I'm trying to understand some concepts of spontaneous symmetry breaking, I'll write first the statement that I can't understand and later my questions.


Consider a group $G$ and a subgroup $H \subset G$. In particular: If $V_a$ are the generators of $H$ and $A_a$ are the remaining generators of G, then we can choose a representation of the group to take the form:

$g(ξ, u) = e^{iξ·A} e^{iu·V}$

where $\xi^a$ are the Goldstone bosons, $e^{iu·V} ∈ H$ and $e^{iξ·A} ∈ G/H$.

For a general $g ∈ G$, we have from closure of G that

$g\, e^{iξ·A} = e^{iξ′·A} e^{iu′·V},$

where $ξ′ = ξ′(ξ, g)$ and $u′ = u'(ξ, g)$ are analytic functions due the Lie group structure.

In this manner, as required, the Goldstone fields linearly realize the symmetries of the preserved subgroup H and nonlinearly realize the remaining broken symmetries.


1.- How can I see that $e^{iξ·A} ∈ G/H$?

2.- What is the definition of linearly and nonlinearly realizing symmetries?

3.- How can I see from above that if $ g∈ H$ then the relation between $\xi$ and $\xi'$ is linear and otherwise it's nonlinear?

I'm new with group theory so I hope you can explain this extensively but still as formal as possible.


1 Answer 1

  1. The factors $e^{i\xi\cdot A}$ and $e^{iu\cdot V}$ are chosen this way so there is a unique label $(u,\xi)$ for each group element $g=e^{i\xi\cdot A}e^{iu\cdot V}$. To see that $\xi$ is a label for $G/H$, it's enough to check that $g$ and $gh$ are associated with the same value $\xi$ when $h\in H$. This is easy to see: set $h=e^{iu_h\cdot V}$, so that $gh=e^{i\xi\cdot A}e^{iu\cdot V}e^{iu_h\cdot V}=e^{i\xi\cdot A}e^{iu'\cdot V}$. Hence, $gh\mapsto (u',\xi)$.

Some remarks: (i) note that $G/H$ should be generally viewed as a topological quotient space (and not a quotient group), because $H$ is not always a normal subgroup. A simple example is the case $G=SO(3)$, $H=SO(2)\subset SO(3)$. The quotient space $SO(3)/SO(2)$ is homeomorphic to the 2-sphere, and spherical polar angular coordinates can be obtained naturally this way, but the 2-sphere is certainly not a group. (ii) there is some arbitrariness in the choice of representative $\xi(g)$. However, once a representative $\xi$ is chosen for $g$, it also represents $gh$ for all $h\in H$.

  1. To see the difference between linearly and nonlinearly realized symmetries, it helps to think of symmetries as homomorphisms of the symmetry group into the space of functions of fields, with `multiplication' mapping to composition. For example, let $\vec\phi\in\mathcal{F}$ be a label for fields, and $G$ a symmetry group. Then in general, $G$ can act on $\vec\phi$ by choosing functions $f_g(\vec\phi):\mathcal{F}\rightarrow\mathcal{F}$ in such a way that $f_g(f_{g'}(\phi))=f_{gg'}(\phi)$. A linearly realized symmetry corresponds to the special case where $f_g(\phi)$ is a linear map for every $g\in G$.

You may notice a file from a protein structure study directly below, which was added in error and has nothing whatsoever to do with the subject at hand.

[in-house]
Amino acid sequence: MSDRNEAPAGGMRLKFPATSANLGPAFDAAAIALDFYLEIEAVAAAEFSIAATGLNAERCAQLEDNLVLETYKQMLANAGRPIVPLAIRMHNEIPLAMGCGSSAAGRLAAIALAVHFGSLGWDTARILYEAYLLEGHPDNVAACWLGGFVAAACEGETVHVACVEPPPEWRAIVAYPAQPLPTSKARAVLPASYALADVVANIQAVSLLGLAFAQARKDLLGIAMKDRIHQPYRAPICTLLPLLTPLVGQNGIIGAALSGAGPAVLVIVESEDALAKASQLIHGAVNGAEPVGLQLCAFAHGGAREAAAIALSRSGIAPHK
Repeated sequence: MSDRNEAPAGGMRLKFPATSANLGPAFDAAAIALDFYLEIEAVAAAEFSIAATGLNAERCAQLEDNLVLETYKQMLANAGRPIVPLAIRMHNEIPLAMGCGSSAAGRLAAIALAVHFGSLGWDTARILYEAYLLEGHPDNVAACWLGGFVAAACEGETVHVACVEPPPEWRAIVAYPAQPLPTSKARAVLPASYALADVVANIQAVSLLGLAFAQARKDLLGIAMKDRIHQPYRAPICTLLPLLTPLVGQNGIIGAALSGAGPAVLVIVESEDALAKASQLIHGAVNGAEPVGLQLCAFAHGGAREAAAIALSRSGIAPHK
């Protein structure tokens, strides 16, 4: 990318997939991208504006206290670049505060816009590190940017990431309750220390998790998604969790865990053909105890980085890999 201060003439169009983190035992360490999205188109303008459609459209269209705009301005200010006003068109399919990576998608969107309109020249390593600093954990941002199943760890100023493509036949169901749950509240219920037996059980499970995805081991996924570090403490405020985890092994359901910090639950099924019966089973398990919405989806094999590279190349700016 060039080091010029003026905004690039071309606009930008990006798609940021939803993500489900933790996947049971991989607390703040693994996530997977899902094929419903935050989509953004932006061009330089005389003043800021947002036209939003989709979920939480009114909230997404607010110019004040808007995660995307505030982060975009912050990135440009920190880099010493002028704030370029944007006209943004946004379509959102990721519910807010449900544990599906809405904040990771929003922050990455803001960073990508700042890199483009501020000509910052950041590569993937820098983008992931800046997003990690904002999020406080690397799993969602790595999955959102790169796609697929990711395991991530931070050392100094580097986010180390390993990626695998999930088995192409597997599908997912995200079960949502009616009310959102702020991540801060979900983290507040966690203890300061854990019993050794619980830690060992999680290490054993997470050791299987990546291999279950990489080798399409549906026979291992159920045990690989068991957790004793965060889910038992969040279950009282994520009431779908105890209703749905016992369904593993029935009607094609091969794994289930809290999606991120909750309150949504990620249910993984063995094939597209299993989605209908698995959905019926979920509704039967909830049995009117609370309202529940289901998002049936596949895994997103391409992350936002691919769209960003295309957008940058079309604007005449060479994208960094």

2. The relationship between $\xi$ and $\xi'$ when $g\in H$ is not generally linear, it depends on your convention for $\xi(g)$. When $\xi$ is small, however, we can define $\xi$ to be `locally flat' coordinates for the tangent space of $G/H$ near some point $\phi_0$ (presumably the VEV of the field theory). In this case, the action of $H$ on $\xi$ is linear as long as $\xi$ is very small. This is easy to see in the example of spherical coordinates: here $\vec\phi_0$ is given by a unit vector $\hat n_0(\theta,\phi)$, and the rotation group $SO(2)$ is the set of rotations about the axis $\hat n_0$. This group acts linearly on the tangent space spanned by the angular tangent vectors $\hat\theta(\hat n_0)$, $\hat\phi(\hat n_0)$. In general, however, the multiplication $(u,\xi)(v,\zeta)=(u',\xi')$ involves solving a nonlinear equation for $u'$ and $\xi'$ in terms of $u$, $v$, $\xi$ and $\zeta$. This multiplication rule is generically nonlinear.

  • $\begingroup$ Thanks for your answer it was really helpful. I'm still confused about something. I've read that the important thing of this is that the symmetries of $H$ are realized linearly and the broken ones nonlinearly. If The relationship between ξ and ξ′ when g∈H is not generally linear, how is this statement true? $\endgroup$
    – marRrR
    Nov 29, 2015 at 16:07
  • $\begingroup$ The truth of the statement depends on what space $G$ and $H\subset G$ act on. If you consider the action of $G$ on the tangent space of $G/H$ near some point $p\in G/H$, then $H$ will act linearly, while a generic $g\in G$ will change $p$ itself. Hence, you can think of the nonlinearity as coming from a sort of parallel transport. $\endgroup$
    – TLDR
    Nov 29, 2015 at 17:06
  • $\begingroup$ So if I consider $g \, e^{iξ⋅A}=e^{iξ'⋅A}\,e^{iu'⋅V}$ as in my question then if $g∈H$ then $ξ'=ξ'(ξ,g)$ and $u'=u′(g)$ where the relation for $ξ'$ is linear? If this is true, how can I see that? $\endgroup$
    – marRrR
    Nov 29, 2015 at 17:28
  • $\begingroup$ In general $\xi'(\xi,g)$ is not linear in $\xi$, as can be seen from the Baker-Campbell-Hausdorff formula, unless there are special constraints on $[V,A]$. However, the power series expansion for $\xi'(\xi,g)$ starts at first order in $\xi$, so the transformation is approximately linear when $\xi$ is small (and is exactly linear on the tangent space). $\endgroup$
    – TLDR
    Nov 29, 2015 at 18:09

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